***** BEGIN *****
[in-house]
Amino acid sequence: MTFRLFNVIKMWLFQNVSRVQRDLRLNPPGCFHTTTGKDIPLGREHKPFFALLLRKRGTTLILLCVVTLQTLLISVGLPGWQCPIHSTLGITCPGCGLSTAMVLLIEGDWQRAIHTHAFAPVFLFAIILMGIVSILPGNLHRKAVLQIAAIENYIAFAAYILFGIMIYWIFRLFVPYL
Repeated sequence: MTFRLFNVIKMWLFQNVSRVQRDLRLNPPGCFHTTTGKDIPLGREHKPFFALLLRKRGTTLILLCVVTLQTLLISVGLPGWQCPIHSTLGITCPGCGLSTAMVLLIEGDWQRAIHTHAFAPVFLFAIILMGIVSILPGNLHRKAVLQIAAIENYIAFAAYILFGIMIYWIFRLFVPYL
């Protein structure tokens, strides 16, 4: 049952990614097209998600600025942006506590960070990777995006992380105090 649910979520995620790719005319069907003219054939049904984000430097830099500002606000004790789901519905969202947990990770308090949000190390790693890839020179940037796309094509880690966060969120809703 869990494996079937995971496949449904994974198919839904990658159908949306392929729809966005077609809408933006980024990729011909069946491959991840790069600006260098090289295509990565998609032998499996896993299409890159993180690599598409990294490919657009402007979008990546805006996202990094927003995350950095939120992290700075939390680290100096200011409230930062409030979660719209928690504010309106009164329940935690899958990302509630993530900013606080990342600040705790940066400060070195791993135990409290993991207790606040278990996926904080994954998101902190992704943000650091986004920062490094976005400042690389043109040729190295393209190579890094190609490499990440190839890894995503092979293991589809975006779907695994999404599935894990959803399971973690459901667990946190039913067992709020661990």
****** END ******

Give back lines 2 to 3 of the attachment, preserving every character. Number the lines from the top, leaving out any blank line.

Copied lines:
Amino acid sequence: MTFRLFNVIKMWLFQNVSRVQRDLRLNPPGCFHTTTGKDIPLGREHKPFFALLLRKRGTTLILLCVVTLQTLLISVGLPGWQCPIHSTLGITCPGCGLSTAMVLLIEGDWQRAIHTHAFAPVFLFAIILMGIVSILPGNLHRKAVLQIAAIENYIAFAAYILFGIMIYWIFRLFVPYL
Repeated sequence: MTFRLFNVIKMWLFQNVSRVQRDLRLNPPGCFHTTTGKDIPLGREHKPFFALLLRKRGTTLILLCVVTLQTLLISVGLPGWQCPIHSTLGITCPGCGLSTAMVLLIEGDWQRAIHTHAFAPVFLFAIILMGIVSILPGNLHRKAVLQIAAIENYIAFAAYILFGIMIYWIFRLFVPYL